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Topics: Personal Injury, Guest Blog

What to Do When Your Employer Denies Medical Leave

Posted by Allison Sullivan on Jul 25, 2018 11:57:27 AM

Crystal Reynolds Fisher's 18-year-old son became sick with a fever, ending up on life support as he deteriorated rapidly. Crystal, who works at a gas station in her local Albion, Michigan community, texted her boss to let her know that she would need to take time off work in order to be close to her son during his recovery.

Dawn's response was chilling: "If you can't come to work, that's you quitting."

Crystal posted the text conversation on her personal Facebook page, where it quickly began to spread and eventually appeared on national news organization websites detailing Crystal's situation.

In the case of Ms. Fisher, the company she works for terminated the employment of the manager after her story made national news and granted her medical leave as needed. 

But... what if you don't have a story that 'goes viral', attracting national attention and putting pressure on a company to approve emergency leave?

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Topics: Worker's Compensation

Happy Fourth of July from Bluestein Attorneys!

Posted by Allison Sullivan on Jul 4, 2018 9:06:00 AM

The United States of America is celebrating its 242nd birthday this year, and we'd like to wish all of you and safe and happy celebration!

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Topics: holidays

Why Are South Carolina's Roads So Deadly?

Posted by Allison Sullivan on Jun 13, 2018 8:54:45 AM

While South Carolina's overall traffic fatality rate has been trending slightly downwards, Lexington County and Richland County have unfortunately been seeing the opposite.

According to The State newspaper, by May 17, traffic deaths in Lexington County in 2018 were double what they were by the same time last year, with 34 deaths in total compared to last year's 17. Richland County, meanwhile, was already battling a battling a surge in traffic fatalities on Columbia roads, and looks poised to continue the fight throughout 2018.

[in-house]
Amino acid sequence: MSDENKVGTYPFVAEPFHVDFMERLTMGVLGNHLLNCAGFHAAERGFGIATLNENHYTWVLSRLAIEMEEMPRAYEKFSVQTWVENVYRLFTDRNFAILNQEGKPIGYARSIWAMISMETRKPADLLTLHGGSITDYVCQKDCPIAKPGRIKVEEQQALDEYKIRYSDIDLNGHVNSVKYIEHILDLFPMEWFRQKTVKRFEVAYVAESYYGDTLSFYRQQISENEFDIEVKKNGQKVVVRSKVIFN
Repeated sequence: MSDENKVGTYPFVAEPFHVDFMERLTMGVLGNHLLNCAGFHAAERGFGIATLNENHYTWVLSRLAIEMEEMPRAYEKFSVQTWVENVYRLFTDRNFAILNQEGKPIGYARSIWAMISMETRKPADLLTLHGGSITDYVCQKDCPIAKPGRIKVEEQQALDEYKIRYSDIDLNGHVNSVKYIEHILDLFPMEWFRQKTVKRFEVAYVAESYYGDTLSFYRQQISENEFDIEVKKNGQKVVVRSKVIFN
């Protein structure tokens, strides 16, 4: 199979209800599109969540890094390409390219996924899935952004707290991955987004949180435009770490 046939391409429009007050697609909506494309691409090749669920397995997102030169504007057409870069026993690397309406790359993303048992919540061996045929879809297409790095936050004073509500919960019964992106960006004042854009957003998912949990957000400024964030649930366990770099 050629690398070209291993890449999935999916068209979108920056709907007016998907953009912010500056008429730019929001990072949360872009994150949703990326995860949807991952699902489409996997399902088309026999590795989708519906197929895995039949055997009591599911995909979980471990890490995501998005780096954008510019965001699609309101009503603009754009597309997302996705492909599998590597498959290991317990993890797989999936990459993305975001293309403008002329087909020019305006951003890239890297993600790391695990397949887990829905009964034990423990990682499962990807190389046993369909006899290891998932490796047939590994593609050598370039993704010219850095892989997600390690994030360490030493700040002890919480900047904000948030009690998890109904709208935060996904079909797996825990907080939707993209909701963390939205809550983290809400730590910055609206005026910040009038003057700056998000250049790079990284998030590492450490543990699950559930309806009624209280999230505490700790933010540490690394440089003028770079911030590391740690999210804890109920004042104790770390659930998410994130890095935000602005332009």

What's causing this sudden spike in traffic fatalities? How can you keep yourself and your family safe on South Carolina's roads? 

Let's take a look.

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Topics: Automobile Accident

Does South Carolina Have a Good Samaritan Law?

Posted by Allison Sullivan on May 11, 2018 8:03:32 AM

As the opioid crisis continues to unfold across the country, South Carolina has seen a devastating increase of overdose-related hospitalizations and deaths over the past few years.

According to SC DHEC, deaths caused by overdoses numbered about 550 in 2016, showing an increase of nearly 20% in just two years.

As the United States begins to reckon with the long-term effects of prescription drug abuse and opioid addiction, we have also seen increasing situations where witnesses to an opioid overdose don't call for help until it's too late because they are worried about being charged with a crime themselves.

Can a friend or loved one safely call 911 for someone overdosing, without getting into legal trouble? Does South Carolina have a Good Samaritan law regarding drug overdoses?

Let's take a look at how Good Samaritan laws in South Carolina work, what they cover, and what to do if you witness someone who has potentially overdosed.

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Topics: Criminal Defense

Do Prisoners Have Rights?

Posted by Allison Sullivan on Apr 20, 2018 3:02:47 PM

The recent prison riot at Lee Correctional Institute in Bishopville seems to have begun as a dispute over gang territory and contraband like cell phones. It ended with seven inmates dead and seventeen more injured, after a staff of forty-four guards found themselves trying to maintain order in a prison that houses nearly 1,600 men.

The riot and its aftermath exposed a serious problem with understaffing in both South Carolina prisons and in the prison system nationwide.

Some prisoners' rights activists like those at the National Action Network have asserted that the prisoners' right to safety was violated by the circumstances that led to last week's riot. We've heard more than a few people ask: Do prisoners have rights? What can a prisoner or their family do if they feel their civil rights were violated?

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Topics: Criminal Defense